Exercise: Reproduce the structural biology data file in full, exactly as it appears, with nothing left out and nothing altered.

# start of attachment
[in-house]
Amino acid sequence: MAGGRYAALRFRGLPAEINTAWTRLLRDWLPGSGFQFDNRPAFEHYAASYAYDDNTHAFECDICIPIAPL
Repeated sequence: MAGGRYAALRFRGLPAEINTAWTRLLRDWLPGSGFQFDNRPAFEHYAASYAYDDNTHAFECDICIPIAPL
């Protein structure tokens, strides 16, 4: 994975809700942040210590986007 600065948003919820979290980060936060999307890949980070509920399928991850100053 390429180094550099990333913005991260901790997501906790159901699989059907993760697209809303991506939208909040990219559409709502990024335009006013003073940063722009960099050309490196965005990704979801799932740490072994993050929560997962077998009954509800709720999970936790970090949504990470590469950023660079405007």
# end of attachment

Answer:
[in-house]
Amino acid sequence: MAGGRYAALRFRGLPAEINTAWTRLLRDWLPGSGFQFDNRPAFEHYAASYAYDDNTHAFECDICIPIAPL
Repeated sequence: MAGGRYAALRFRGLPAEINTAWTRLLRDWLPGSGFQFDNRPAFEHYAASYAYDDNTHAFECDICIPIAPL
């Protein structure tokens, strides 16, 4: 994975809700942040210590986007 600065948003919820979290980060936060999307890949980070509920399928991850100053 390429180094550099990333913005991260901790997501906790159901699989059907993760697209809303991506939208909040990219559409709502990024335009006013003073940063722009960099050309490196965005990704979801799932740490072994993050929560997962077998009954509800709720999970936790970090949504990470590469950023660079405007």